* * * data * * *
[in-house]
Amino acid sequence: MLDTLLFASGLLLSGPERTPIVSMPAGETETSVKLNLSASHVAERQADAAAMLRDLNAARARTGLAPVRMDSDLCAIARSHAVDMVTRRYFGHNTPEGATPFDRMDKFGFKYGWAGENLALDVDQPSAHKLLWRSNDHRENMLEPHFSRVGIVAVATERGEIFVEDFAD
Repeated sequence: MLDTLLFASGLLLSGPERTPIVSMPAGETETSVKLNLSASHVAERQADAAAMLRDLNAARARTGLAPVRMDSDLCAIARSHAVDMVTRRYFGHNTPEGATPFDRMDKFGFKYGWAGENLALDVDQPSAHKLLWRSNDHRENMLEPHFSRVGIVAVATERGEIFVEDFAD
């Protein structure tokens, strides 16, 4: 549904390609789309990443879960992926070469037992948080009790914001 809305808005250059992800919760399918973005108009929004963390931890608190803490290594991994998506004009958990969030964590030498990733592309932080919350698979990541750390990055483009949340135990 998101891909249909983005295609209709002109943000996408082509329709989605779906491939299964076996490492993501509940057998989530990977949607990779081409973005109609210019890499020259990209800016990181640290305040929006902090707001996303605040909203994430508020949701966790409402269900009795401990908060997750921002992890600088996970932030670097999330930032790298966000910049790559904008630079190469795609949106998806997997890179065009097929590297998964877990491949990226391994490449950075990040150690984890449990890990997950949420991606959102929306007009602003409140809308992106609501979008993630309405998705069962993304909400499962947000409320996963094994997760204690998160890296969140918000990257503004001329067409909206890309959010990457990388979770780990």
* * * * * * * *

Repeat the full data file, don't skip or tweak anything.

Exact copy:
[in-house]
Amino acid sequence: MLDTLLFASGLLLSGPERTPIVSMPAGETETSVKLNLSASHVAERQADAAAMLRDLNAARARTGLAPVRMDSDLCAIARSHAVDMVTRRYFGHNTPEGATPFDRMDKFGFKYGWAGENLALDVDQPSAHKLLWRSNDHRENMLEPHFSRVGIVAVATERGEIFVEDFAD
Repeated sequence: MLDTLLFASGLLLSGPERTPIVSMPAGETETSVKLNLSASHVAERQADAAAMLRDLNAARARTGLAPVRMDSDLCAIARSHAVDMVTRRYFGHNTPEGATPFDRMDKFGFKYGWAGENLALDVDQPSAHKLLWRSNDHRENMLEPHFSRVGIVAVATERGEIFVEDFAD
């Protein structure tokens, strides 16, 4: 549904390609789309990443879960992926070469037992948080009790914001 809305808005250059992800919760399918973005108009929004963390931890608190803490290594991994998506004009958990969030964590030498990733592309932080919350698979990541750390990055483009949340135990 998101891909249909983005295609209709002109943000996408082509329709989605779906491939299964076996490492993501509940057998989530990977949607990779081409973005109609210019890499020259990209800016990181640290305040929006902090707001996303605040909203994430508020949701966790409402269900009795401990908060997750921002992890600088996970932030670097999330930032790298966000910049790559904008630079190469795609949106998806997997890179065009097929590297998964877990491949990226391994490449950075990040150690984890449990890990997950949420991606959102929306007009602003409140809308992106609501979008993630309405998705069962993304909400499962947000409320996963094994997760204690998160890296969140918000990257503004001329067409909206890309959010990457990388979770780990």